McDonald’s has been in the burger business for more than 75 years. And now, thanks to a discovery that occurred during the construction of one of their restaurants near Rome, they’re in the museum business, too. It all started in 2014 when excavation was taking place for a new burger joint in Frattocchie, Italy. Archaeologists confirmed that the workers had stumbled upon 147 feet (45 m) of an ancient Roman basalt road. The route had probably connected to the Appian Way, one of the most important thoroughfares of the day. Instead of documenting the find and reburying it, McDonald’s pitched in 300,000 euros ($318,675 USD) to help restore it. Restaurant visitors can now walk along transparent flooring to view the road, or go underground to get a better look at the remnants -- including three ancient skeletons found nearby.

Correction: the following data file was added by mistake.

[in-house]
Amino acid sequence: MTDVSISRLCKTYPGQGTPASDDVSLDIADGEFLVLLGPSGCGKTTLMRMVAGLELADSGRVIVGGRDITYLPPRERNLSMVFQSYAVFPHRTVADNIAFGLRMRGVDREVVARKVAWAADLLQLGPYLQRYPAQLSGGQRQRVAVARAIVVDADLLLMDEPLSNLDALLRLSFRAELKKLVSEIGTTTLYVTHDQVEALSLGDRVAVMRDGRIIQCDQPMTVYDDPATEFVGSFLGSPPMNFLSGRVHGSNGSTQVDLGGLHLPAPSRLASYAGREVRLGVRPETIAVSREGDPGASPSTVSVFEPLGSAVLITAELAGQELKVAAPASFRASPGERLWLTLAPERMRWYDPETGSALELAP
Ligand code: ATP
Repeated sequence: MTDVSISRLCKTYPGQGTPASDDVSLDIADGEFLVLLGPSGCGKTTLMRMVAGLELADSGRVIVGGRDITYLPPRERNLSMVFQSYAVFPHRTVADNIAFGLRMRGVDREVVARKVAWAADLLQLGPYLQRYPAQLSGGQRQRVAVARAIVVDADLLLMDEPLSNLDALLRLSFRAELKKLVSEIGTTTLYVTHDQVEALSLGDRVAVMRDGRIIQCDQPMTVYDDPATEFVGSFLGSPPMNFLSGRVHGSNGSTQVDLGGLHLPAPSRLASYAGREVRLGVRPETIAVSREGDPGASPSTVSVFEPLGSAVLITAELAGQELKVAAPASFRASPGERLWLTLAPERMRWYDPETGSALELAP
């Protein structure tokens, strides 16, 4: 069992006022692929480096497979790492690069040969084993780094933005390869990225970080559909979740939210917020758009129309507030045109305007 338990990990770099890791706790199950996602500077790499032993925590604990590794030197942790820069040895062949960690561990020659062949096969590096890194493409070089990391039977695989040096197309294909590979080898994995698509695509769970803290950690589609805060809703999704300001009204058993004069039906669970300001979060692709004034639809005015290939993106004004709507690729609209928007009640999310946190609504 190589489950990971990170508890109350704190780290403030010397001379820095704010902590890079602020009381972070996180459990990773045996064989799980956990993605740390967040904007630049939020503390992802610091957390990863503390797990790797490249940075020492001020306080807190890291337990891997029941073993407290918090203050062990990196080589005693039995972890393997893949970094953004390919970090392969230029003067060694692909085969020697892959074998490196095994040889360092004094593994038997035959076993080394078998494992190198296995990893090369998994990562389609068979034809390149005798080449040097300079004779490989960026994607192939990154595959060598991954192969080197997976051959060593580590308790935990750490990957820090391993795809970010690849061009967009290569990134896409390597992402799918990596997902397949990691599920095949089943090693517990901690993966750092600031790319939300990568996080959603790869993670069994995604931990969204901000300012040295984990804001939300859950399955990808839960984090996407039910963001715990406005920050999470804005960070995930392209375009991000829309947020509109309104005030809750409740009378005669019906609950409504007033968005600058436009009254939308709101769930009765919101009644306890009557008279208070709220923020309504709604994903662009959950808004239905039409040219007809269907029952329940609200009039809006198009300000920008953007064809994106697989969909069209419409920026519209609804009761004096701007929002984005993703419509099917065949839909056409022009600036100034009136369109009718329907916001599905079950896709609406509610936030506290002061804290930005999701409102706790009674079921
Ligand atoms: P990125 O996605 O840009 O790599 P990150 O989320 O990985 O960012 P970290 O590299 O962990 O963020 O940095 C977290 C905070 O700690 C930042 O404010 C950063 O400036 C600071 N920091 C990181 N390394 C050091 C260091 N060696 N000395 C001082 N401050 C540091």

You want fries with that?
- Named after Appius Claudius Caecus, the Roman official who conceived it, the Appian Way became known as the regina viarium, or the queen of roads.
- “We think it was a side road that connected the Appian Way to a settlement or maybe an important property such as the villa of a rich noble or an imperial estate,” said Alfonsina Russo, superintendent of archaeology for Rome.
- The Appian Way was traversed by famous figures such as the Roman poet Horace, who recounted his journey from Rome to Brindisi in his Satires.